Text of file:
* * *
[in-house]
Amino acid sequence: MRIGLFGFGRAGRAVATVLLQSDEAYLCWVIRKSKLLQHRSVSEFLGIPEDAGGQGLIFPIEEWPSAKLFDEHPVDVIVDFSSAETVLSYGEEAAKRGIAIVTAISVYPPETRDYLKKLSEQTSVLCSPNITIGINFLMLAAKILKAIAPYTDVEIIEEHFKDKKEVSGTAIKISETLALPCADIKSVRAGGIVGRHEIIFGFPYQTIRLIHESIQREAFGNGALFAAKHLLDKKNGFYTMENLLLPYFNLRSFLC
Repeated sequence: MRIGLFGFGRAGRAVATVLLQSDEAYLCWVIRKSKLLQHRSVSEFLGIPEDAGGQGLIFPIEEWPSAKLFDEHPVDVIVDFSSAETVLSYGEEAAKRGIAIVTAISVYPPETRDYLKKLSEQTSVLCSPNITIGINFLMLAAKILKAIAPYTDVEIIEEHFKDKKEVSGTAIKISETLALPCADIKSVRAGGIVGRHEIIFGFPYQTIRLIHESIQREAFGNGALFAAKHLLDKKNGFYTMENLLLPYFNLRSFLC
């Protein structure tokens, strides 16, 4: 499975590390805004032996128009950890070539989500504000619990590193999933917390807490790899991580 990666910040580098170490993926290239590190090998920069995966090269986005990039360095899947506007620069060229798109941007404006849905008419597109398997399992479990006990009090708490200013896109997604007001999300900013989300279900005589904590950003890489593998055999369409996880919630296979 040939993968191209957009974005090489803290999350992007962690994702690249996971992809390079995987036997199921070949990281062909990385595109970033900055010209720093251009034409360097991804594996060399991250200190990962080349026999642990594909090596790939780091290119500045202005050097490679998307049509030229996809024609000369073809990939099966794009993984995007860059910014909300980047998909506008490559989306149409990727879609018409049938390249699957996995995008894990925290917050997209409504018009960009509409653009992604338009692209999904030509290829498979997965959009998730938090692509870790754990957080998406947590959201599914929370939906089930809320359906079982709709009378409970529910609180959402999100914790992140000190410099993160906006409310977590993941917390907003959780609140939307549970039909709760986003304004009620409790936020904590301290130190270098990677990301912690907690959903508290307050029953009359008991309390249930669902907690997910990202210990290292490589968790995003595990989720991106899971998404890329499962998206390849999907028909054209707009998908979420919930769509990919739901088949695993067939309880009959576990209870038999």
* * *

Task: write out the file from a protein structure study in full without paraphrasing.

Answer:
[in-house]
Amino acid sequence: MRIGLFGFGRAGRAVATVLLQSDEAYLCWVIRKSKLLQHRSVSEFLGIPEDAGGQGLIFPIEEWPSAKLFDEHPVDVIVDFSSAETVLSYGEEAAKRGIAIVTAISVYPPETRDYLKKLSEQTSVLCSPNITIGINFLMLAAKILKAIAPYTDVEIIEEHFKDKKEVSGTAIKISETLALPCADIKSVRAGGIVGRHEIIFGFPYQTIRLIHESIQREAFGNGALFAAKHLLDKKNGFYTMENLLLPYFNLRSFLC
Repeated sequence: MRIGLFGFGRAGRAVATVLLQSDEAYLCWVIRKSKLLQHRSVSEFLGIPEDAGGQGLIFPIEEWPSAKLFDEHPVDVIVDFSSAETVLSYGEEAAKRGIAIVTAISVYPPETRDYLKKLSEQTSVLCSPNITIGINFLMLAAKILKAIAPYTDVEIIEEHFKDKKEVSGTAIKISETLALPCADIKSVRAGGIVGRHEIIFGFPYQTIRLIHESIQREAFGNGALFAAKHLLDKKNGFYTMENLLLPYFNLRSFLC
């Protein structure tokens, strides 16, 4: 499975590390805004032996128009950890070539989500504000619990590193999933917390807490790899991580 990666910040580098170490993926290239590190090998920069995966090269986005990039360095899947506007620069060229798109941007404006849905008419597109398997399992479990006990009090708490200013896109997604007001999300900013989300279900005589904590950003890489593998055999369409996880919630296979 040939993968191209957009974005090489803290999350992007962690994702690249996971992809390079995987036997199921070949990281062909990385595109970033900055010209720093251009034409360097991804594996060399991250200190990962080349026999642990594909090596790939780091290119500045202005050097490679998307049509030229996809024609000369073809990939099966794009993984995007860059910014909300980047998909506008490559989306149409990727879609018409049938390249699957996995995008894990925290917050997209409504018009960009509409653009992604338009692209999904030509290829498979997965959009998730938090692509870790754990957080998406947590959201599914929370939906089930809320359906079982709709009378409970529910609180959402999100914790992140000190410099993160906006409310977590993941917390907003959780609140939307549970039909709760986003304004009620409790936020904590301290130190270098990677990301912690907690959903508290307050029953009359008991309390249930669902907690997910990202210990290292490589968790995003595990989720991106899971998404890329499962998206390849999907028909054209707009998908979420919930769509990919739901088949695993067939309880009959576990209870038999």